• Help managers more accurately anticipate and plan for resources such as hardware, employees, bandwidth etc.
  • Test whether the application is going to perform within its specifications under projected usage.

Tsung is a distributed, multi protocol load testing framework that can be used to stress web and database servers.  Tsung has many things in common with other load testing suites but what distinguishes it from the others is its ability to produce very high load with limited resources.  Tsung is written in Erlang, (a language built for high concurrency and fault tolerance) but uses simple XML files for its configuration of load testing scenarios.

Let’s Try it Out

The best way to get familiar with Tsung is just to try it out.  It doesn’t take long at all to get a working Tsung load test up and running.

Installation

My examples were all run on Kubuntu 10.10 so you may have to adapt tweak these steps a little for other distributions.

The first thing you’ll need to do is install erlang-nox on all of the servers that will be tested or used as clients.

 $sudo apt-get install erlang-nox

You should now be able to run

 $erl

from your terminal and be in an Erlang shell. Type ‘Control-C’ and then ‘a’ to get out of the Erlang shell.

Next you’ll need need to install Tsung on your client machine.  Tsung has not yet been packaged for Ubuntu but a Debian package is available.

 $wget http://tsung.erlang-projects.org/dist/debian/tsung_1.3.3-1_all.deb
 $sudo dpkg -i tsung_1.3.3-1_all.deb

The following are needed for generating reports from the collected data:

 $sudo apt-get install gnuplot perl libtemplate-perl python-matplotlib

You should now be able to run

$tsung -v

You should then see ‘Tsung version 1.3.3′ displayed.

In order for Tsung to communicate with the other servers in the cluster and obtain statistics from them, password-less ssh must be enabled between the client machine(s) and the server machine(s).

 $ssh-keygen
 $ssh-copy-id -i ~/.ssh/id_rsa.pub username@host

If for the purposes of experimenting you’re just running both client and server on one machine the above is not necessary.

Running:

You will recall that Tsung uses XML files for its configuration.  Here is an example of pretty much the smallest Tsung configuration file:

<?xml version=”1.0″?>
<!DOCTYPE tsung SYSTEM “/usr/share/tsung/tsung-1.0.dtd”[]>
<tsung loglevel=”info”>
<!– Minimal tsung configuration file –>
<clients>
<client host=”localhost”/>
</clients>
<servers>
<server host=”localhost” port=”8000″ type=”tcp”/>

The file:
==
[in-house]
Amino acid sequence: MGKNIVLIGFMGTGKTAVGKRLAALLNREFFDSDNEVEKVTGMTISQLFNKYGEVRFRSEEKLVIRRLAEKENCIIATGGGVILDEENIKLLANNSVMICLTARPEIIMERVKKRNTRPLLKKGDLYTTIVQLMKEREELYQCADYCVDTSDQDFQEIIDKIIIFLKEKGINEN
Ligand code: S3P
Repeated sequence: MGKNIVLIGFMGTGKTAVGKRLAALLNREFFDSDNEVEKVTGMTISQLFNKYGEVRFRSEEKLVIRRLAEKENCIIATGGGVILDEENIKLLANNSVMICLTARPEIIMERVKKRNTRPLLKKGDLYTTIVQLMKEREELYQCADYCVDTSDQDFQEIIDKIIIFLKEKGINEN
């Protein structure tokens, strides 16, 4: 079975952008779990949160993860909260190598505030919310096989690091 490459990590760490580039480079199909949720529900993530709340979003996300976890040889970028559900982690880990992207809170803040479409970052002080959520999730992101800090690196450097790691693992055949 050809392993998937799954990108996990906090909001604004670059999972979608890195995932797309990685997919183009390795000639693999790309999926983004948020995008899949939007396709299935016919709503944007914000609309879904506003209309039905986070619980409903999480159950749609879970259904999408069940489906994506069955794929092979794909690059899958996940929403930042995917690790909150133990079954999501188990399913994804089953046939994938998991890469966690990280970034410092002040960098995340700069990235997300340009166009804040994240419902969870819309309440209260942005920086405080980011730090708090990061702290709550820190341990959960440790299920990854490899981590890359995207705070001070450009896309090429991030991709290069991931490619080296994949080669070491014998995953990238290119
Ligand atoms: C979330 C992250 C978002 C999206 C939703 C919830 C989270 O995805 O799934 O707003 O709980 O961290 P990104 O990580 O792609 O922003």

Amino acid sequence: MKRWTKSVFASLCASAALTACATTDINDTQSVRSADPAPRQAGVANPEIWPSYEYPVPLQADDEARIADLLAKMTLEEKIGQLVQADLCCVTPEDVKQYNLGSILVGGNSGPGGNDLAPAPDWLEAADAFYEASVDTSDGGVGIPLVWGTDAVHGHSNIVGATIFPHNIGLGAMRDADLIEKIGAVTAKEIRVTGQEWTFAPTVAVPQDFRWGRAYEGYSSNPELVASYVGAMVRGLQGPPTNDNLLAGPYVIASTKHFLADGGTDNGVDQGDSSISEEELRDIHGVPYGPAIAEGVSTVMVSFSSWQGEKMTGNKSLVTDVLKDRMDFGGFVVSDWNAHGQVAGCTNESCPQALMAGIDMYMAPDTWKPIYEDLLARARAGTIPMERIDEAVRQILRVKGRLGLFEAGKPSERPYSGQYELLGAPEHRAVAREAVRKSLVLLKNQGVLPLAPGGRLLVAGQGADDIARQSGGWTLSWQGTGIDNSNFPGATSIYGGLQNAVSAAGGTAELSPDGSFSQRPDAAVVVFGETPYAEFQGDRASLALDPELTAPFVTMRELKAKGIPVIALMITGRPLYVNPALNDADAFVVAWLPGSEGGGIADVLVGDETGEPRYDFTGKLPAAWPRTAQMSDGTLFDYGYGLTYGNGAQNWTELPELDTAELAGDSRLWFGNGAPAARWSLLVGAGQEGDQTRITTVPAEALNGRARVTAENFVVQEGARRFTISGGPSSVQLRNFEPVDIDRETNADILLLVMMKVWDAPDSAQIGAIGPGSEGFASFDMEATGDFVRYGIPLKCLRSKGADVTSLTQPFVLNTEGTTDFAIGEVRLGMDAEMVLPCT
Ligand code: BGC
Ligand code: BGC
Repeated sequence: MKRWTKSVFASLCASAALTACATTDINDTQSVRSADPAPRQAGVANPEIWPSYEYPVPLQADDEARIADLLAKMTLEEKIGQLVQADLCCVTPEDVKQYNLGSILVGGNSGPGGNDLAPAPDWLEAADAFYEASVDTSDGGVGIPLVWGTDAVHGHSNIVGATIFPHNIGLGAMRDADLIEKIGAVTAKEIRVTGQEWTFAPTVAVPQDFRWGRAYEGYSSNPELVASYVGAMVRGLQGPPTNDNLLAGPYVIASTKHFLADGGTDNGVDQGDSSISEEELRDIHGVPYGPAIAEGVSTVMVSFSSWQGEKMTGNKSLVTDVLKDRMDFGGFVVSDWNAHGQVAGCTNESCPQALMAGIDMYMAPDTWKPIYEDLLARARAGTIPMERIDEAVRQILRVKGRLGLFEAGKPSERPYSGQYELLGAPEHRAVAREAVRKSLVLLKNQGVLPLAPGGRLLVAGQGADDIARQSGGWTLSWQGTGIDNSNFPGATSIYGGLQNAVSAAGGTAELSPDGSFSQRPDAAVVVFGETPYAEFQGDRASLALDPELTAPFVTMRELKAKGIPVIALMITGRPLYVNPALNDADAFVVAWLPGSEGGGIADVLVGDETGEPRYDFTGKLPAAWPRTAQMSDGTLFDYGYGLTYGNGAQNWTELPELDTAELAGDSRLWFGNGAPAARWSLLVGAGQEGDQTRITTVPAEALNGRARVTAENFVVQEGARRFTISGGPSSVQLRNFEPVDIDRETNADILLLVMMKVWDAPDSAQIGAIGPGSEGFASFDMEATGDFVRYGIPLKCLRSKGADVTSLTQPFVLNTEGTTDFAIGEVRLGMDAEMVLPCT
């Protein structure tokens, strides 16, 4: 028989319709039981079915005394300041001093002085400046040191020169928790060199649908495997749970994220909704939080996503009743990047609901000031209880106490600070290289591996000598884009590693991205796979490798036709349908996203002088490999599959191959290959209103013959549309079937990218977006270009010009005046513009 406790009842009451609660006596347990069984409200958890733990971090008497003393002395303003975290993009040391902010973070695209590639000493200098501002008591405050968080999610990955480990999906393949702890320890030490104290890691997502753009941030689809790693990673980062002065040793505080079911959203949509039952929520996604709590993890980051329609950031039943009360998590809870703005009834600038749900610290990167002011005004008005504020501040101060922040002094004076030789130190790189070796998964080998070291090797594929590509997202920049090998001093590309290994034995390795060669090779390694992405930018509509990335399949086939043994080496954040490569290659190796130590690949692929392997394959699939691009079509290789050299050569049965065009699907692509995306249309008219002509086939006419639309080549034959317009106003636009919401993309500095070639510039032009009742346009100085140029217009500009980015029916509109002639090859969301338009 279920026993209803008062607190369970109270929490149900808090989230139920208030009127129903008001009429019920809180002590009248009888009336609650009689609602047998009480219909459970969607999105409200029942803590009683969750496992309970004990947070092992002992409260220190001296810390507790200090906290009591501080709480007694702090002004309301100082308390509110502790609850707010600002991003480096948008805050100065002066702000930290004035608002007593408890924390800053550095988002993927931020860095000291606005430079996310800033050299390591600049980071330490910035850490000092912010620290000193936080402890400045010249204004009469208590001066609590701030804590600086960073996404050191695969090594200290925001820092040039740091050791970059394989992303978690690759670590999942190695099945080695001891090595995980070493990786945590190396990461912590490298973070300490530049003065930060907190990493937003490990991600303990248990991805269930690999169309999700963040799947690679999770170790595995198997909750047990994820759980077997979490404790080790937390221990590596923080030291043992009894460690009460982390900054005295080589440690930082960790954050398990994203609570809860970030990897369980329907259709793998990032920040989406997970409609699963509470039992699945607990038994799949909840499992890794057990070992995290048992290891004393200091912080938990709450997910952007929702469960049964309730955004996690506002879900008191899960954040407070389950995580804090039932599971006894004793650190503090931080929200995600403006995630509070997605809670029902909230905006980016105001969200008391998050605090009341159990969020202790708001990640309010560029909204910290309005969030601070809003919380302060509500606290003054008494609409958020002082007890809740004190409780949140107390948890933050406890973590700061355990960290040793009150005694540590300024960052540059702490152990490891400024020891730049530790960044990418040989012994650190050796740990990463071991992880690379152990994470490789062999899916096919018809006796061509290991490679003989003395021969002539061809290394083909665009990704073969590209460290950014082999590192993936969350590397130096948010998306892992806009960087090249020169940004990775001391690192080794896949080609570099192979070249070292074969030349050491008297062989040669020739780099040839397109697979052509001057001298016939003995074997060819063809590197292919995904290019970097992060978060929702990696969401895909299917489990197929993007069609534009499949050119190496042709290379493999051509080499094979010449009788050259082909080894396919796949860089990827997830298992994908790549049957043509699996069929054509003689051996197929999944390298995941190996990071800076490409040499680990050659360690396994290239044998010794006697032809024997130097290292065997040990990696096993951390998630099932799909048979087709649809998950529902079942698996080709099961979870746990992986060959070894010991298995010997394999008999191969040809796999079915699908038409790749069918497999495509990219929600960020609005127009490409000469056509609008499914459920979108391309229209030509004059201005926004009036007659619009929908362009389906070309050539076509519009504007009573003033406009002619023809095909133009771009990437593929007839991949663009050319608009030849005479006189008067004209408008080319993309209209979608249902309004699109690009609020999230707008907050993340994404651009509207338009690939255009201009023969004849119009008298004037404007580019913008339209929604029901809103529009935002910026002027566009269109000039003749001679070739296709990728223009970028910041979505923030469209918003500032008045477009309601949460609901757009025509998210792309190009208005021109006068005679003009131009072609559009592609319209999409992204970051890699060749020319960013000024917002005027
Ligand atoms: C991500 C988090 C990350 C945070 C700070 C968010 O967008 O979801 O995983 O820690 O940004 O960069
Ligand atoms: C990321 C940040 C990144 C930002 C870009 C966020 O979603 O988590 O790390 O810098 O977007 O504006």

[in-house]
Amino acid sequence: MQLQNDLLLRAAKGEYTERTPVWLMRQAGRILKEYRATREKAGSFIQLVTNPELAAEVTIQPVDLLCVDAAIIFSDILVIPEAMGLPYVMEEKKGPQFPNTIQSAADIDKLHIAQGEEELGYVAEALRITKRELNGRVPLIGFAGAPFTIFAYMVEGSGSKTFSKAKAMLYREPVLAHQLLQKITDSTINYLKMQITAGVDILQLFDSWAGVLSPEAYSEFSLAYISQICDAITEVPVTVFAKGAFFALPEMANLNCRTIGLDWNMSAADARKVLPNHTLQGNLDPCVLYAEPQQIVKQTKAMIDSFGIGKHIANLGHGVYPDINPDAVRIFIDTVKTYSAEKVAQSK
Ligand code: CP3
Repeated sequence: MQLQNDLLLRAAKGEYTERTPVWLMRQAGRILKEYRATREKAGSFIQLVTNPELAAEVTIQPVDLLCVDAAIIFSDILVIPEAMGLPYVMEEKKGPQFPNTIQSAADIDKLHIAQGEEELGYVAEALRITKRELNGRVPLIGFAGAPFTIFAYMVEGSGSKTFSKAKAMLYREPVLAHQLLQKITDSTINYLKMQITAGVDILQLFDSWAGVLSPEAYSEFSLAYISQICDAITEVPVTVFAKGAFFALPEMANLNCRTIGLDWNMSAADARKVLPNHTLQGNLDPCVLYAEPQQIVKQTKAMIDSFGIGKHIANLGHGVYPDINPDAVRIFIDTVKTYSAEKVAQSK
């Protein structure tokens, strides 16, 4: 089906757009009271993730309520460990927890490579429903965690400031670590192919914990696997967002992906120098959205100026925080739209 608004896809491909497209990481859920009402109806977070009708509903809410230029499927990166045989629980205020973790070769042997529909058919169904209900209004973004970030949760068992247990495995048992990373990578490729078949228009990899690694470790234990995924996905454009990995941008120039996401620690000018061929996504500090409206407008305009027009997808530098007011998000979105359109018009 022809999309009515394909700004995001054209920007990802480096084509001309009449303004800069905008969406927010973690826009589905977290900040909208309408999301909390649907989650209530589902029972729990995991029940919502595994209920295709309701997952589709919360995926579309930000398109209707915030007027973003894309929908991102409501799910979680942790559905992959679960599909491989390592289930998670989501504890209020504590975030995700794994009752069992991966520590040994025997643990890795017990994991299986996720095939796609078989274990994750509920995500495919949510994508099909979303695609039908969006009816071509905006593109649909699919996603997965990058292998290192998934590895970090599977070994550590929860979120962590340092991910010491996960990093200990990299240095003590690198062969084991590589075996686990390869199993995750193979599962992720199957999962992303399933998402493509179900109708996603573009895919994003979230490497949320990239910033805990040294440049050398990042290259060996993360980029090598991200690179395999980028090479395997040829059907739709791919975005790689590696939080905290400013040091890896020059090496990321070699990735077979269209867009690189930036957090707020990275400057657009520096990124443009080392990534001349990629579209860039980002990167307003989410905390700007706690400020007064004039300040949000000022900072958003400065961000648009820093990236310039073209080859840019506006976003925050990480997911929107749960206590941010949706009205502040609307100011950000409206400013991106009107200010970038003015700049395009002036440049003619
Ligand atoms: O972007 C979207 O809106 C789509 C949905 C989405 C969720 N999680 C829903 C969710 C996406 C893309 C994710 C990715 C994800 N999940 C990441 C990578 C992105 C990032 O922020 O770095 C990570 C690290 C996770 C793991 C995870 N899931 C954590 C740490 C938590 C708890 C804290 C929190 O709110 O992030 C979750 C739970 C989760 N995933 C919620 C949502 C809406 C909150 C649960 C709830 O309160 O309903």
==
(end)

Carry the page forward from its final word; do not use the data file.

</servers>
<load>
<arrivalphase phase=”1″ duration=”1″ unit=”minute”>
<users interarrival=”1″ unit=”second”/>
</arrivalphase>
</load>
<sessions>
<session name=”foo” probability=”100″ type=”ts_http”>
<request>
<http url=’/’ version=’1.1′ method=’GET’/>
</request>
</session>
</sessions>
</tsung>

Save the above file and give it a name, for example minimal.XML.

Basically before it can run Tsung has to know 4 things: the IP address of the machine on which the client is running, the IP address of the machine on which the server is running, how many users to create, and what each user is to do.  In the above example both the client and the server are running on localhost, a new user will created each second for one minute, and each user will run one get request of the home page of the tested site.

Before we can run our simple load test we’ll need to run our server. I am running a Django application that’s listening on port 8000 so you’ll need to change your server line to match your environment.  Once your server is running you’re ready to start.

 $sudo tsung -r erl -f minimal.xml start

Note: Normally you do not need to run Tsung via sudo, but the very first time that it is run it needs to create files that require root access.

If Tsung ran without any problems you should have seen displayed the path to the directory where the log files for this load test can be found. CD to that directory and generate your report like this:

 $/usr/lib/tsung/bin/tsung_stats.pl

You can now view your report from a browser:

 $firefox report.html &

Congratulations!  You’ve just setup and run your first Tsung load test. Next time we’ll look at more complex scenarios and delve deeper into Tsung’s capabilities.

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Ricardo Kirkner

What is configglue?

configglue is a library that glues together Python’s optparse.OptionParser and
ConfigParser.ConfigParser, so that you don’t have to repeat yourself when you
want to export the same options to a configuration file and a commandline
interface.

The main features of configglue are:

  • ini-style configuration files
  • schema-based configuration
  • commandline integration
  • configuration validation

Why would I want to use configglue?